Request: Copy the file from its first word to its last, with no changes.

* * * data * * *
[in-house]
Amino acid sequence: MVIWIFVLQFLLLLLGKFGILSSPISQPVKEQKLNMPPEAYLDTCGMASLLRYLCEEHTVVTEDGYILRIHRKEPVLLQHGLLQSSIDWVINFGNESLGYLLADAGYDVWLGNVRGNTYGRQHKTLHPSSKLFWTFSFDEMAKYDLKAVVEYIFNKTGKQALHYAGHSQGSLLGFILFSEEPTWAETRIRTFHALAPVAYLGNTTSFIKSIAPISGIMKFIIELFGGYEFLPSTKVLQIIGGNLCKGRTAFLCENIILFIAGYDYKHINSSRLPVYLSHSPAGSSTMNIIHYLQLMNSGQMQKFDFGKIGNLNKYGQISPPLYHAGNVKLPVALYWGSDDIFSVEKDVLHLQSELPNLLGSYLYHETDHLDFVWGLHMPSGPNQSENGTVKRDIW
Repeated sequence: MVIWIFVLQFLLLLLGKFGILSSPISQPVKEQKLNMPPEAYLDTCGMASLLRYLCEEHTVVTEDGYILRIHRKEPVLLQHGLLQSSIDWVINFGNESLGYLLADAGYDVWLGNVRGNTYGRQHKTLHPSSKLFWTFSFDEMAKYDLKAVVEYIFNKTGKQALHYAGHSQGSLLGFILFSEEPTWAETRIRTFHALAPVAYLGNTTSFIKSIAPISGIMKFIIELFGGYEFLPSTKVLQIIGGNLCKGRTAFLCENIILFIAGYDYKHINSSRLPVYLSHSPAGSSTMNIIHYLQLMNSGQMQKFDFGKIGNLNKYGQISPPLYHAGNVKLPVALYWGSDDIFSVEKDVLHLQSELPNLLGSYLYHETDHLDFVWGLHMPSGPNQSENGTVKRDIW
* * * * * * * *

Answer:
[in-house]
Amino acid sequence: MVIWIFVLQFLLLLLGKFGILSSPISQPVKEQKLNMPPEAYLDTCGMASLLRYLCEEHTVVTEDGYILRIHRKEPVLLQHGLLQSSIDWVINFGNESLGYLLADAGYDVWLGNVRGNTYGRQHKTLHPSSKLFWTFSFDEMAKYDLKAVVEYIFNKTGKQALHYAGHSQGSLLGFILFSEEPTWAETRIRTFHALAPVAYLGNTTSFIKSIAPISGIMKFIIELFGGYEFLPSTKVLQIIGGNLCKGRTAFLCENIILFIAGYDYKHINSSRLPVYLSHSPAGSSTMNIIHYLQLMNSGQMQKFDFGKIGNLNKYGQISPPLYHAGNVKLPVALYWGSDDIFSVEKDVLHLQSELPNLLGSYLYHETDHLDFVWGLHMPSGPNQSENGTVKRDIW
Repeated sequence: MVIWIFVLQFLLLLLGKFGILSSPISQPVKEQKLNMPPEAYLDTCGMASLLRYLCEEHTVVTEDGYILRIHRKEPVLLQHGLLQSSIDWVINFGNESLGYLLADAGYDVWLGNVRGNTYGRQHKTLHPSSKLFWTFSFDEMAKYDLKAVVEYIFNKTGKQALHYAGHSQGSLLGFILFSEEPTWAETRIRTFHALAPVAYLGNTTSFIKSIAPISGIMKFIIELFGGYEFLPSTKVLQIIGGNLCKGRTAFLCENIILFIAGYDYKHINSSRLPVYLSHSPAGSSTMNIIHYLQLMNSGQMQKFDFGKIGNLNKYGQISPPLYHAGNVKLPVALYWGSDDIFSVEKDVLHLQSELPNLLGSYLYHETDHLDFVWGLHMPSGPNQSENGTVKRDIW